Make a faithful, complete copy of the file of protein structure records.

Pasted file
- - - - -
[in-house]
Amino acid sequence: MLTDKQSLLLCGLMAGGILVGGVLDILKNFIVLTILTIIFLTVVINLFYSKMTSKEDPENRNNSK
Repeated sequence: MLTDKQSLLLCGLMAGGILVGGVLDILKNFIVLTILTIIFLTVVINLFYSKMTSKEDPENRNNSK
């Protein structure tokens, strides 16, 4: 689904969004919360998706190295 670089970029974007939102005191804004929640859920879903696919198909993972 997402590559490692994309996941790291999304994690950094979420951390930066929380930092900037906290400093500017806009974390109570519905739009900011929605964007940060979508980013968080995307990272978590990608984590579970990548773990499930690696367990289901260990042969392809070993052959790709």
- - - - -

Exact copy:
[in-house]
Amino acid sequence: MLTDKQSLLLCGLMAGGILVGGVLDILKNFIVLTILTIIFLTVVINLFYSKMTSKEDPENRNNSK
Repeated sequence: MLTDKQSLLLCGLMAGGILVGGVLDILKNFIVLTILTIIFLTVVINLFYSKMTSKEDPENRNNSK
């Protein structure tokens, strides 16, 4: 689904969004919360998706190295 670089970029974007939102005191804004929640859920879903696919198909993972 997402590559490692994309996941790291999304994690950094979420951390930066929380930092900037906290400093500017806009974390109570519905739009900011929605964007940060979508980013968080995307990272978590990608984590579970990548773990499930690696367990289901260990042969392809070993052959790709």